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The Power of Guilt (February’s Verse)

Guilt is a powerful emotion. It brings with it a terrible fear—a fear that can be paralysing. Guilt can have many side effects—often seemingly far removed from our guilt; side effects that can range from anxiety about inconsequential things, to depression, to muscular and bodily pains, to a host of other areas.

Good treatment doesn’t simply deal with the symptoms but seeks to get to the root of the matter, but how do you deal with guilt for long past events? One way is to seek out those injured, apologise and make restitution. This is good, but not good enough, because we are still guilty in God’s eyes. We have also broken his law—a law intended to guard the people that we have hurt, and even though we make things right with them, we haven’t made them right with God. The guilt remains—and often we are aware of it niggling at us.

And what of those situations where we have done wrong, and can’t do anything to make amends, or having done so, still feel we can’t forgive ourselves—where do we go then?

The verse on the calendar for February points to the answer. Rather than just quote the verse, let me put it in its context. It’s from Psalm 130:

Out of the depths I cry to you, O LORD;
O Lord, hear my voice.
Let your ears be attentive
to my cry for mercy.

If you, O LORD, kept a record of sins,
O Lord, who could stand?
But with you there is forgiveness;
therefore you are feared.

I wait for the LORD, my soul waits,
and in his word I put my hope.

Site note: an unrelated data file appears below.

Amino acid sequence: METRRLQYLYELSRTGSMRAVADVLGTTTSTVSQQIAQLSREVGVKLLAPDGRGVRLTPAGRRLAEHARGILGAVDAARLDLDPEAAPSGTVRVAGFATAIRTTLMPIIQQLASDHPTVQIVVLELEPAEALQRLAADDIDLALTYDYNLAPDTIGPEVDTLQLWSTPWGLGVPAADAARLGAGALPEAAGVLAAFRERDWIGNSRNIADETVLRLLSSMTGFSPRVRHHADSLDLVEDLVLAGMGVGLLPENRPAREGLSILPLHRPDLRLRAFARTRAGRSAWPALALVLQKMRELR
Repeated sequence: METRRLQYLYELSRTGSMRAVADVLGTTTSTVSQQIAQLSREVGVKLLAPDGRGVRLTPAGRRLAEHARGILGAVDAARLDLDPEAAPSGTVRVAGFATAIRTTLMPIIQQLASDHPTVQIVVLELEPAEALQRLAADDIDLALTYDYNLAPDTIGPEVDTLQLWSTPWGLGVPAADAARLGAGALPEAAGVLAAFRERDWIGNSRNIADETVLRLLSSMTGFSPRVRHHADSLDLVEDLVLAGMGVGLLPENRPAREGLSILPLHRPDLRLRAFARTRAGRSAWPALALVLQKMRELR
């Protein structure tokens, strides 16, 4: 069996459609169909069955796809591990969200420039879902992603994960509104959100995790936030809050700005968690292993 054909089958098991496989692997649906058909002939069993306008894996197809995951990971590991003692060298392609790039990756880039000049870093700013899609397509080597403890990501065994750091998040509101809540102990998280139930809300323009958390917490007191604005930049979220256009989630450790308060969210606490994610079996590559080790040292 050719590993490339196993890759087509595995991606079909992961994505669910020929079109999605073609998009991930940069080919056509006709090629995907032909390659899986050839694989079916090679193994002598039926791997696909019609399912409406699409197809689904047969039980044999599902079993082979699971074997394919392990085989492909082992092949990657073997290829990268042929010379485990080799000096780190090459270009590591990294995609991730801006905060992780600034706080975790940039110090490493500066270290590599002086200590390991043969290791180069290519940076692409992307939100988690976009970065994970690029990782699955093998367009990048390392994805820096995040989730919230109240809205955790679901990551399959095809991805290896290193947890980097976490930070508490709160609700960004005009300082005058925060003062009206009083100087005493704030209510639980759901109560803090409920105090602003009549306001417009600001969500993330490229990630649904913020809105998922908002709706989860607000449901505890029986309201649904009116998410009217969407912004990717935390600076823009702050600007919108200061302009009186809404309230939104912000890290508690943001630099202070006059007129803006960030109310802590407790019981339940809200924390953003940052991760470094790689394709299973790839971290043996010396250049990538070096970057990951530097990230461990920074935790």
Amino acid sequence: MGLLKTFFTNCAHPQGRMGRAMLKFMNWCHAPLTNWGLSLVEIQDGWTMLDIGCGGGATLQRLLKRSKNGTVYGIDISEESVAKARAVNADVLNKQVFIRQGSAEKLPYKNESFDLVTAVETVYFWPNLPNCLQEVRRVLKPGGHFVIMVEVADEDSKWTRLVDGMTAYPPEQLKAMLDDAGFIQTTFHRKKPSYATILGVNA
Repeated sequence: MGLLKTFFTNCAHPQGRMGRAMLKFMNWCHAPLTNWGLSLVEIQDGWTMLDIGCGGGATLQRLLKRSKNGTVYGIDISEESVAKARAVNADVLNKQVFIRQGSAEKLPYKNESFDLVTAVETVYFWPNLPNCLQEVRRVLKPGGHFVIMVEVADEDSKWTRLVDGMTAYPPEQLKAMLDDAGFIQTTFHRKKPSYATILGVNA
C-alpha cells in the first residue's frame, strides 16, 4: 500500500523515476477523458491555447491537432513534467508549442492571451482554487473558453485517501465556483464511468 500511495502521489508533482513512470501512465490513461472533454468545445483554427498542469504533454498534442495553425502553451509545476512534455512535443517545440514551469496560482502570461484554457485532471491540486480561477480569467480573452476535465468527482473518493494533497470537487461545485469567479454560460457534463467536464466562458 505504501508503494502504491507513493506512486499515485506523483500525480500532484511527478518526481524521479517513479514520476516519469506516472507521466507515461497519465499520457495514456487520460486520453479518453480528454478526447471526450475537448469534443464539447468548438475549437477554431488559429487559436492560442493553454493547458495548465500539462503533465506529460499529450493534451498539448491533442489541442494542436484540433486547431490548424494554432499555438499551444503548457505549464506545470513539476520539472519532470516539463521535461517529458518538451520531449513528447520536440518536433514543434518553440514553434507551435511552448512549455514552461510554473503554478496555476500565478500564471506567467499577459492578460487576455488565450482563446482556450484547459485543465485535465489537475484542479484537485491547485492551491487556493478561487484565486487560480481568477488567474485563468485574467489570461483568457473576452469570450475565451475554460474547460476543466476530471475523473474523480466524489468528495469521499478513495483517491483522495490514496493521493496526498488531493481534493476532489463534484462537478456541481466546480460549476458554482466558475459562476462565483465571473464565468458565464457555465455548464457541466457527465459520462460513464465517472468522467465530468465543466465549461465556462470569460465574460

My soul waits for the Lord
more than watchmen wait for the morning.

O Israel, put your hope in the LORD,
for with the LORD is unfailing love
and with him is full redemption.
He himself will redeem Israel
from all their sins.

Guilt places us in the depths, but where do we go? We can try self-help, counselling, making amends, but we can never pull ourselves out of the pit successfully. We will still be guilty, and we know it. How so? Because there is One who keeps a record of our guilt, and to him we must answer.

Yet that line that speaks of God keeping a record of our sins is phrased as a question, not as a statement of fact. Why is that? Because God offers to set aside our guilty record and to offer us forgiveness instead. He offers us mercy, forgiveness, and unfailing love—three medicines that deal with the root cause of guilt and not merely the symptoms.

Where do we find this mercy? We don’t earn it, we ask for it from the one who offers to take our record of sin and guilt and deal with it at the Cross—Jesus. Is guilt plaguing you? Let it take you to him, for “with him there is forgiveness” (verse 4).